If you’ve been paying any attention to the so-called data revolution, you may have heard the expression “Data is the new oil.” The phrase has been attributed to and adopted by countless people and organizations to whom the central reasoning is clear: In the information age, data is an incredibly valuable “commodity.” The purpose of the analogy as originally made by mathematician Clive Humby in 2006 is significantly deeper though. He said that data is valuable, but cannot be used if it is unrefined. Like oil, data has to be changed, transformed, broken down, and analyzed for us to actually draw out the value locked within. This is true for anyone producing or accessing any type of raw datasets, including development organizations.
At DAI, we produce a lot of data. It doesn’t rival Big Data streams from commercial enterprises or user-based social media platforms in velocity, variety, or volume, but it is still enough that it causes headaches on a daily basis. Our data sets are wide reaching, from water utility technical performance specs to citizen perception reports for local governments to climate smart agriculture surveys of small-scale farmers. We source primary data in many formats and utilize secondary data from partners. In our USAID portfolio alone, we have 60+ different teams managing their own streams of data. It is an ever-evolving ecosystem. It can be overwhelming, and maximizing the value we draw from all of this data can be daunting.
To better wrap our heads around activity, project, and institutional data, we structure our data management systems around a common framework—the Data Management Chain. Just like a value chain in any given market, it has different links that work together to take a raw product and turn it into a consumable good (think oil!). This isn’t a DAI proprietary concept or idea, but it’s one that we champion to ensure that our various teams have the best quality evidence to inform how they deliver project results:
The Data Management Chain
All along this chain, there are two types of resources that are critical to ensure that the final product is high quality, actionable knowledge: human and technological. Fail to invest strategically in either one and you set up your data management system for failure. If you focus only on the human, you lose the ability to effectively refine the raw commodity at scale. If you focus solely on technology you will be refining a flawed raw commodity that limits the quality of your final product.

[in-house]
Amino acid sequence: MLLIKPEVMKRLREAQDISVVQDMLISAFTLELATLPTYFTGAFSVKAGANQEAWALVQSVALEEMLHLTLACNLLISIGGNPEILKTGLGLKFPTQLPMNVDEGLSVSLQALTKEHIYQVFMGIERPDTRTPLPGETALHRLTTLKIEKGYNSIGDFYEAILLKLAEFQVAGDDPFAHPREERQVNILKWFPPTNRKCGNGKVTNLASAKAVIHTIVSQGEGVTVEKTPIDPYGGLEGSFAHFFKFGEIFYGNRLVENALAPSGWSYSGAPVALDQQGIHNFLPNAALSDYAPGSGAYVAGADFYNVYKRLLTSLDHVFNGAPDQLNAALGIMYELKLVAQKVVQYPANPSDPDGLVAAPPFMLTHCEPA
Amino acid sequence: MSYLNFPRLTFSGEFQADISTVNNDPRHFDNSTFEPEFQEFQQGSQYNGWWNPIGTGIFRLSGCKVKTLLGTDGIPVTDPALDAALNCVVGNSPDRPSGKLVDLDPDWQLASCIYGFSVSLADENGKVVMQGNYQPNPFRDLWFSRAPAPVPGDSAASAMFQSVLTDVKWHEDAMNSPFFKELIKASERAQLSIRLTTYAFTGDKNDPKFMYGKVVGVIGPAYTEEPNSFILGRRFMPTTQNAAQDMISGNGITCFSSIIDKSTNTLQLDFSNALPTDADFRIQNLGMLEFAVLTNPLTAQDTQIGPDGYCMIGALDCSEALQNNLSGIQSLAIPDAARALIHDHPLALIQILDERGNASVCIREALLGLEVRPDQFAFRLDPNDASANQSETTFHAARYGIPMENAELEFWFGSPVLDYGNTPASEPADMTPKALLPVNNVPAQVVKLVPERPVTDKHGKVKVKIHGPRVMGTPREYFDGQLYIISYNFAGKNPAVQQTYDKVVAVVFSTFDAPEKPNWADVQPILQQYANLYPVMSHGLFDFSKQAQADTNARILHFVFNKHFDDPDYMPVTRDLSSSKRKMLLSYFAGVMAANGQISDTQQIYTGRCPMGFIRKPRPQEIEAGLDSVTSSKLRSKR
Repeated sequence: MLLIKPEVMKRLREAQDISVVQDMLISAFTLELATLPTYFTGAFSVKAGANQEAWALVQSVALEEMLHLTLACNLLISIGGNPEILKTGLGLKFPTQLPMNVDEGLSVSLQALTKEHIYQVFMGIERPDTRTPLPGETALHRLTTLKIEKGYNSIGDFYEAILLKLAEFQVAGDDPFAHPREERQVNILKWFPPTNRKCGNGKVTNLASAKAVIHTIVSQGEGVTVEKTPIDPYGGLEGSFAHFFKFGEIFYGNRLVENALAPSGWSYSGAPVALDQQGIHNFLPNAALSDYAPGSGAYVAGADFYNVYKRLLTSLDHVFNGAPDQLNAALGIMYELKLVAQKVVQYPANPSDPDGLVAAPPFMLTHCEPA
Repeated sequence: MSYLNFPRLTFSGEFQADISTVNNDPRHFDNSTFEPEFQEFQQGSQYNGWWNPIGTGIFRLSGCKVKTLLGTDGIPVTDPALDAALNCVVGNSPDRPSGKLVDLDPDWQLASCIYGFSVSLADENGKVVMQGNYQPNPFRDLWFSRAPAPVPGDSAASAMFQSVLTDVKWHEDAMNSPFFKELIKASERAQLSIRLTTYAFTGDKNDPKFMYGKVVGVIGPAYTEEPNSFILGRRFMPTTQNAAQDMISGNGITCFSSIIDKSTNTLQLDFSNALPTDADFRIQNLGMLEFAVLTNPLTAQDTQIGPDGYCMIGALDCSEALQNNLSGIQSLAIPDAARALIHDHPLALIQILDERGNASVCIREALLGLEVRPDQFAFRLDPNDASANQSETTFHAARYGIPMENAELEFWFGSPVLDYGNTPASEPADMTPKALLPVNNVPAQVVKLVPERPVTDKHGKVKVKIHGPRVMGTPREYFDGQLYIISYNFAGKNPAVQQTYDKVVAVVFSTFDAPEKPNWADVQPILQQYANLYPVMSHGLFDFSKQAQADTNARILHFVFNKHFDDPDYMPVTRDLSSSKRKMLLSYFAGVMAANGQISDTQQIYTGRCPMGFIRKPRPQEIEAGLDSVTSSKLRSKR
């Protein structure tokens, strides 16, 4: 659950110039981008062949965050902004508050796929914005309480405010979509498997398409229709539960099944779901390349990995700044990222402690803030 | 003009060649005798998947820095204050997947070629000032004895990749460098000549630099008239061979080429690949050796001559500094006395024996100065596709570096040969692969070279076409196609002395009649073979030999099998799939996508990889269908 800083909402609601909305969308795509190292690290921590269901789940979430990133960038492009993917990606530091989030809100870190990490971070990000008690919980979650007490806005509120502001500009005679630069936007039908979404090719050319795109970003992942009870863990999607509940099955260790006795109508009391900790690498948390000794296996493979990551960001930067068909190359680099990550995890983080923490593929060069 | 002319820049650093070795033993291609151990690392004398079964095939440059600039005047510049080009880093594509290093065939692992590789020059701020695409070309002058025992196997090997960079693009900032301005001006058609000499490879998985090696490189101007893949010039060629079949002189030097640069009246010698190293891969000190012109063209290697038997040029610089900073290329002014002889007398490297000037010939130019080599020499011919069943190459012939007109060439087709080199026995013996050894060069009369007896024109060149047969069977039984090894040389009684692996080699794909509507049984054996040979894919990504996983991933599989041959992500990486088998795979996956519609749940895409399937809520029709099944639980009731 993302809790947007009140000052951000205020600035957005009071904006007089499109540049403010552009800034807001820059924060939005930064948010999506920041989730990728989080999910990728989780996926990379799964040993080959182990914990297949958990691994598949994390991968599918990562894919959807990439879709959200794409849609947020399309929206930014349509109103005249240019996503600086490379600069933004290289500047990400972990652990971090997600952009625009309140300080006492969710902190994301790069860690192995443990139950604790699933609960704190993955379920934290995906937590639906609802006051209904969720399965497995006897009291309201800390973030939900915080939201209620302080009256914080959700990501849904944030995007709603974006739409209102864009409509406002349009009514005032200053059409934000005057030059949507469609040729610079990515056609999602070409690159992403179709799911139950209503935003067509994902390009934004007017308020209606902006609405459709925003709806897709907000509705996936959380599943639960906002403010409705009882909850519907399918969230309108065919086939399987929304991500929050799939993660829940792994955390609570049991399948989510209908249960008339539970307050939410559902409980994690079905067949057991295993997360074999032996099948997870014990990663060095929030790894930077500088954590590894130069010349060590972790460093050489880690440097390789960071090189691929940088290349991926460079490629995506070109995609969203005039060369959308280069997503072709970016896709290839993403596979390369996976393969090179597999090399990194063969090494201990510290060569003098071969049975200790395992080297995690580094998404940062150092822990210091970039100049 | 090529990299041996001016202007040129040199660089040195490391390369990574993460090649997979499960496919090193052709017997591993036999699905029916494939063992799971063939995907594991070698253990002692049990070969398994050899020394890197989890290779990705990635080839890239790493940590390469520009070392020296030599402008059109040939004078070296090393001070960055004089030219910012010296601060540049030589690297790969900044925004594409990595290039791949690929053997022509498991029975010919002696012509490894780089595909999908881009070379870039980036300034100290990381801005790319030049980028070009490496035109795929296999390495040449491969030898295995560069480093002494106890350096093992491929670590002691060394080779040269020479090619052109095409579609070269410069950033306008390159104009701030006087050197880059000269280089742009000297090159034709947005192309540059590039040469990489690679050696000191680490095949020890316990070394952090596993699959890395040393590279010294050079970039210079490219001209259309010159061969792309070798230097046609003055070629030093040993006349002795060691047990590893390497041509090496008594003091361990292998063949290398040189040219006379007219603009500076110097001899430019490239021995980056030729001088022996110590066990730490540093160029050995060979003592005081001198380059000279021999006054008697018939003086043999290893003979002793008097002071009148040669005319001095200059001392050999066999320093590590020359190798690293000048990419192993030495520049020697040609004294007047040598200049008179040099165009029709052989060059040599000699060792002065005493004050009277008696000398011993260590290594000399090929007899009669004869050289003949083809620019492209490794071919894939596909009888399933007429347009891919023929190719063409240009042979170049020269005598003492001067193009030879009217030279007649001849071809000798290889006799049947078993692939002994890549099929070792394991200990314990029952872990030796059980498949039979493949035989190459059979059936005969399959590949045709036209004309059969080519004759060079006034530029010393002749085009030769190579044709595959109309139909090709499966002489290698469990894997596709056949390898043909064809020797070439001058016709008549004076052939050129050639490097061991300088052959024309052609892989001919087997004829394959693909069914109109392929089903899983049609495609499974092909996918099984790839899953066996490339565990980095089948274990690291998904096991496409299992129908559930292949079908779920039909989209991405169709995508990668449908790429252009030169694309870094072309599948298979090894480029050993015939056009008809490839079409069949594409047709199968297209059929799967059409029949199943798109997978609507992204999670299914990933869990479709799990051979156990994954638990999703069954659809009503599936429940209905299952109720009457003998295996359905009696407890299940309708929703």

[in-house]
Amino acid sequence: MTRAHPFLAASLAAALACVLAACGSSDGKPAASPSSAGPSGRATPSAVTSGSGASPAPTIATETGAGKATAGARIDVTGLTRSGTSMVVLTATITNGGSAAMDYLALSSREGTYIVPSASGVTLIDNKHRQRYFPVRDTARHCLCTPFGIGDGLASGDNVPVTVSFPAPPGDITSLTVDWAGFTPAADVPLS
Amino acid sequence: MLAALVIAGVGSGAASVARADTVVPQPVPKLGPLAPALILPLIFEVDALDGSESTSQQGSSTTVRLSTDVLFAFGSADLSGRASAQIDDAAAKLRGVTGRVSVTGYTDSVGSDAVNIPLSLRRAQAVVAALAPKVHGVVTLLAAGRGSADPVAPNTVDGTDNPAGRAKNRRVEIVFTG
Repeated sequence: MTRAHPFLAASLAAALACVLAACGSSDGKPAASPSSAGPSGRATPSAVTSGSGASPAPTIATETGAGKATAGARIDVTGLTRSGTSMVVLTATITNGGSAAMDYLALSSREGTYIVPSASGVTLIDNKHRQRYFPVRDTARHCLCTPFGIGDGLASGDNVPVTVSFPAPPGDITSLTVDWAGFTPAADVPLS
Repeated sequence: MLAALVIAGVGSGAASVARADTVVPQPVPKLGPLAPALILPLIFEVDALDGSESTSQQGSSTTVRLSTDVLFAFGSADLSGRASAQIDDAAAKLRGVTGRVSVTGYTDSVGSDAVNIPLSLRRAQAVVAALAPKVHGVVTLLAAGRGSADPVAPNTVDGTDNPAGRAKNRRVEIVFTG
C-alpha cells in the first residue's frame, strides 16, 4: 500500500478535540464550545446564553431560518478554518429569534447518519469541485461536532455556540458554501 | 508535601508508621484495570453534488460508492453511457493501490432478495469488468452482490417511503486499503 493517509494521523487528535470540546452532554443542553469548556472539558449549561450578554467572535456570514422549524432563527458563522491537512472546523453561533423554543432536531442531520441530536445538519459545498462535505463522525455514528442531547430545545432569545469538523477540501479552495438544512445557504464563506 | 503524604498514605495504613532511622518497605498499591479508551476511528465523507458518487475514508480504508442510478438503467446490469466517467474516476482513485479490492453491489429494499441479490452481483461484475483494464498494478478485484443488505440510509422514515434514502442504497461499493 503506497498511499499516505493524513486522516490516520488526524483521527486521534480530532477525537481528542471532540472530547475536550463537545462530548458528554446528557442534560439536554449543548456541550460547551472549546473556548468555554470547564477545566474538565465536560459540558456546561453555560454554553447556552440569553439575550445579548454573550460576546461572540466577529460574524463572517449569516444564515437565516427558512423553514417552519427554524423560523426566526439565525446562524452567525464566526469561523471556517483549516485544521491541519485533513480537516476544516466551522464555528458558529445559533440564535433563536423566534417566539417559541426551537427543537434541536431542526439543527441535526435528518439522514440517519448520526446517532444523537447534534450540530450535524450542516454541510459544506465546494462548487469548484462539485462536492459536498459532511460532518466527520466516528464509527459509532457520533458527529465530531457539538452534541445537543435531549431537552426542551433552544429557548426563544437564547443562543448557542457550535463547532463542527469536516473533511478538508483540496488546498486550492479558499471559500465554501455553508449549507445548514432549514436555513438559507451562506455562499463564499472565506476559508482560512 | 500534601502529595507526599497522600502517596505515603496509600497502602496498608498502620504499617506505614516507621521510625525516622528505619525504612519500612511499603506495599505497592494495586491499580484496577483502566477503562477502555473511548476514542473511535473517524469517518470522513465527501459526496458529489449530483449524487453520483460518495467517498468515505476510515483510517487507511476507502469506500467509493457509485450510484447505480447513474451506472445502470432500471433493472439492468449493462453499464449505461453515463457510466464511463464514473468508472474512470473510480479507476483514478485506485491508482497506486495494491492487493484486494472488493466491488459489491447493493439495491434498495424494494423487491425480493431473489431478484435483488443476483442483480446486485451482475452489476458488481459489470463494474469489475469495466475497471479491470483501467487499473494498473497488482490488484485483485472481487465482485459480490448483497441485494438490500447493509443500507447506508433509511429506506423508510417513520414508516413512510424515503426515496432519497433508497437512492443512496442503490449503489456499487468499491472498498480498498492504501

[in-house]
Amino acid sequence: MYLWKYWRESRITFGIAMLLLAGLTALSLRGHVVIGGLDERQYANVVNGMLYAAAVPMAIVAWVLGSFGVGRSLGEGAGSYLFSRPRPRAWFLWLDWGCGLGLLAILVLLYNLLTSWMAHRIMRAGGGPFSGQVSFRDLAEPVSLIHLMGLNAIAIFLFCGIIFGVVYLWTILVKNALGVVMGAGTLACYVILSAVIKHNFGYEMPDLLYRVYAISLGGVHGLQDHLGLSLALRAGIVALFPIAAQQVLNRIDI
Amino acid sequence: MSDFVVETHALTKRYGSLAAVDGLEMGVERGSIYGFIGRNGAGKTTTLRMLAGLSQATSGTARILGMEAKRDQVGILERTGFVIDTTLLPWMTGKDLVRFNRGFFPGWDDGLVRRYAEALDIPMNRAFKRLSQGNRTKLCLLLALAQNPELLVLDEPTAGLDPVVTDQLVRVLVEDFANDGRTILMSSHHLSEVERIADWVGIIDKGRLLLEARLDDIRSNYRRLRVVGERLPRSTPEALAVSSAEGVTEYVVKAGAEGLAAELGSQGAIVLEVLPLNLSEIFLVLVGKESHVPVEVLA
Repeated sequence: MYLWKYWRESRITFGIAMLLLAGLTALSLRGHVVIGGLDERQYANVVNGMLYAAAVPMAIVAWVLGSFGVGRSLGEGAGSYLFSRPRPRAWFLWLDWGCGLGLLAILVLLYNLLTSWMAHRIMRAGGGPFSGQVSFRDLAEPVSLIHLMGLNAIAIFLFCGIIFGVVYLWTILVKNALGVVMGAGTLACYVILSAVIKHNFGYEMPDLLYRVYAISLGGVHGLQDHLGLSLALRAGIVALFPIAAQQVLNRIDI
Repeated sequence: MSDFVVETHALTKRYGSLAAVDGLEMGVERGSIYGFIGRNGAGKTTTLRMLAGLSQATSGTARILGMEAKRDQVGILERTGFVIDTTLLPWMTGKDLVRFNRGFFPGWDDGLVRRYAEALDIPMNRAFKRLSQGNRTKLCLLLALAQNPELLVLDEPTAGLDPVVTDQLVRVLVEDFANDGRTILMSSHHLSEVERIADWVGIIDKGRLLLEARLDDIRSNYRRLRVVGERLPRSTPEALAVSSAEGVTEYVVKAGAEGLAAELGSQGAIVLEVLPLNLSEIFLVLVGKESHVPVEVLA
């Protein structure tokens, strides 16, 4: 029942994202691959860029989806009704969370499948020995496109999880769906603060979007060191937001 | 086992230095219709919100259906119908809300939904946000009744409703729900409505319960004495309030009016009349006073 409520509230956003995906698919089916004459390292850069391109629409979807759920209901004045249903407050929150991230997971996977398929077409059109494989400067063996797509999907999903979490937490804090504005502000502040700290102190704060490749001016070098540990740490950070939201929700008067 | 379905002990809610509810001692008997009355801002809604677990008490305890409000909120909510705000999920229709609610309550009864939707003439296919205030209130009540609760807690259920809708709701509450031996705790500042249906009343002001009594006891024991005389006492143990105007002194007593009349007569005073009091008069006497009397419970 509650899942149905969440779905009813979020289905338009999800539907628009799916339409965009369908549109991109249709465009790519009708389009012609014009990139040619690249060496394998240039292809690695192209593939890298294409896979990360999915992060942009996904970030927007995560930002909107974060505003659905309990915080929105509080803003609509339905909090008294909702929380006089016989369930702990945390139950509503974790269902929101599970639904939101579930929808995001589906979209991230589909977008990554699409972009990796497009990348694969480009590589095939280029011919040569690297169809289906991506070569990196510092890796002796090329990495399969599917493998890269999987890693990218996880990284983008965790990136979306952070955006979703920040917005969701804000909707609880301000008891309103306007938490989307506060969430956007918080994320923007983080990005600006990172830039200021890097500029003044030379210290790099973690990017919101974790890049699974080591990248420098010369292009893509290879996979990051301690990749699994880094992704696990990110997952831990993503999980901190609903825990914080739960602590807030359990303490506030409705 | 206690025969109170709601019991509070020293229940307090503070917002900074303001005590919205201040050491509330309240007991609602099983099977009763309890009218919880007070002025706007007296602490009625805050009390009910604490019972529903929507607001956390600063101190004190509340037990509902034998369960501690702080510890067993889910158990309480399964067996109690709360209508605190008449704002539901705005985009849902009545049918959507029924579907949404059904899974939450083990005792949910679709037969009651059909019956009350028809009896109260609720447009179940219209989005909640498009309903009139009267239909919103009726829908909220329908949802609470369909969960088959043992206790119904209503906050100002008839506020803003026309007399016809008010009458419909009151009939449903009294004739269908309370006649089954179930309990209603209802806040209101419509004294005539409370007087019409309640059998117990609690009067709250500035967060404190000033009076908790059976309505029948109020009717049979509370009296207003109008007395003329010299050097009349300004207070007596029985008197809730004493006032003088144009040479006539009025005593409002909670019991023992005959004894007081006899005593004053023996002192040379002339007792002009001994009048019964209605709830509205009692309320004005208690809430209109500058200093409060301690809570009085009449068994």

This chain starts with two very different links: one with low-tech, high human resource needs, the other driven by technology solutions. Like any activity, data management begins with making a plan. This plan is like any other and consists critically of a set of clearly defined roles and responsibilities as well as blueprint for the collection, storage, analysis, and reporting mechanisms and their interfaces. All of these elements that comprise the plan should be rooted in the answers to fundamental questions—What is the purpose of the activity and how will the final product be used? What kinds of data will have to be collected and analyzed to make this possible? What human and technological parameters and resources need to be considered to make this possible?
Setting up a data management system requires a plan.
While this part of the chain can be done offline, there are some insightful uses of technology to make the planning process easier and more effective. At DAI, we leverage a database of metrics and indicators, including historic results and standard templates, to make our plans stronger and informed. Our library of documents and results live within a SharePoint ecosystem that improve our ability to find and understand our past experiences. Monitoring, evaluation, and learning efforts often rely on adaptive management and iterative feedback loops to course correct over time—building your plan on the right collaborative platform (like Cisco Spark or Slack) can make it simpler for teams to discuss changes, pivot, and adjust their plan in the future.
Moving into collection, we begin to extract the raw commodity. The quality of our final product will rely heavily upon the purity of what we produce at this stage. On the human side of resources, this means that data collectors must understand the value of such basics and utilizing unique identifiers, using standard data formats for different data types, formatting datasets to be flat, etc.
On the technological side it means using the right digital data collection tool wherever possible with built-in functions that increase collection efficiency and reduce human-error and data inconsistencies. We generally categorize our tools into three categories: mobile-, web-, or browser-based, and mass enumeration. Mobile-based tools are apps for smartphones and tablets which aid in field surveying, like a household survey or institutional assessment checklist, such as Fulcrum or ODK. Browser-based solutions require internet access and are great ways to build a survey with high-levels of logic that can be deployed to a large sample population, such as Google Forms or Survey Monkey. Mass enumeration tools leverage text messages or interactive voice response (IVR) systems to conduct simple surveys in low-bandwidth settings where internet and smartphone penetration is low, such as Voto Mobile or Bamba.
Technical briefs that we provide to our projects to help them select the appropriate data collection tools.
Each of these categories of tools has a place in data collection. Like Batman’s utility belt, it is our job to select the right solution for the right task and setting. Because no matter how strong your analytical capacity is, if your raw data is invalid, poorly structured, or missing, your final product will be inaccurate, incomplete, and irrelevant.
Tune in next week/Tuesday for our second post in this series: Data Storage.